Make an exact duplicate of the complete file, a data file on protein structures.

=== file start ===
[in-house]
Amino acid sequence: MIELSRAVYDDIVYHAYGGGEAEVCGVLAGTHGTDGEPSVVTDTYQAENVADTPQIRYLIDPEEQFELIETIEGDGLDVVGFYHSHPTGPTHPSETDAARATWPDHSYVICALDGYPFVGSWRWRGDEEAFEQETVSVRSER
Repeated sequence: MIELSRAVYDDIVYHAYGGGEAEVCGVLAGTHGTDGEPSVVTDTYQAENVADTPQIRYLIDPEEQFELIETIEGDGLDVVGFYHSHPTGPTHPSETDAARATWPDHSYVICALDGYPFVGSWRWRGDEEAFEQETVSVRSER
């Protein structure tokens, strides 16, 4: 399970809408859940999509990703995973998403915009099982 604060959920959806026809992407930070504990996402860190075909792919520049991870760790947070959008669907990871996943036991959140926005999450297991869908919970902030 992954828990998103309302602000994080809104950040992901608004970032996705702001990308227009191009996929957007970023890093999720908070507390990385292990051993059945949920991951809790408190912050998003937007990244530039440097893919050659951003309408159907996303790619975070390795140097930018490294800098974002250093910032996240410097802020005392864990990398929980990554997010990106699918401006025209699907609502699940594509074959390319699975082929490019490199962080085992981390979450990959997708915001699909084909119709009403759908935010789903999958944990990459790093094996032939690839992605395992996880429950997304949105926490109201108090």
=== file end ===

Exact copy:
[in-house]
Amino acid sequence: MIELSRAVYDDIVYHAYGGGEAEVCGVLAGTHGTDGEPSVVTDTYQAENVADTPQIRYLIDPEEQFELIETIEGDGLDVVGFYHSHPTGPTHPSETDAARATWPDHSYVICALDGYPFVGSWRWRGDEEAFEQETVSVRSER
Repeated sequence: MIELSRAVYDDIVYHAYGGGEAEVCGVLAGTHGTDGEPSVVTDTYQAENVADTPQIRYLIDPEEQFELIETIEGDGLDVVGFYHSHPTGPTHPSETDAARATWPDHSYVICALDGYPFVGSWRWRGDEEAFEQETVSVRSER
């Protein structure tokens, strides 16, 4: 399970809408859940999509990703995973998403915009099982 604060959920959806026809992407930070504990996402860190075909792919520049991870760790947070959008669907990871996943036991959140926005999450297991869908919970902030 992954828990998103309302602000994080809104950040992901608004970032996705702001990308227009191009996929957007970023890093999720908070507390990385292990051993059945949920991951809790408190912050998003937007990244530039440097893919050659951003309408159907996303790619975070390795140097930018490294800098974002250093910032996240410097802020005392864990990398929980990554997010990106699918401006025209699907609502699940594509074959390319699975082929490019490199962080085992981390979450990959997708915001699909084909119709009403759908935010789903999958944990990459790093094996032939690839992605395992996880429950997304949105926490109201108090």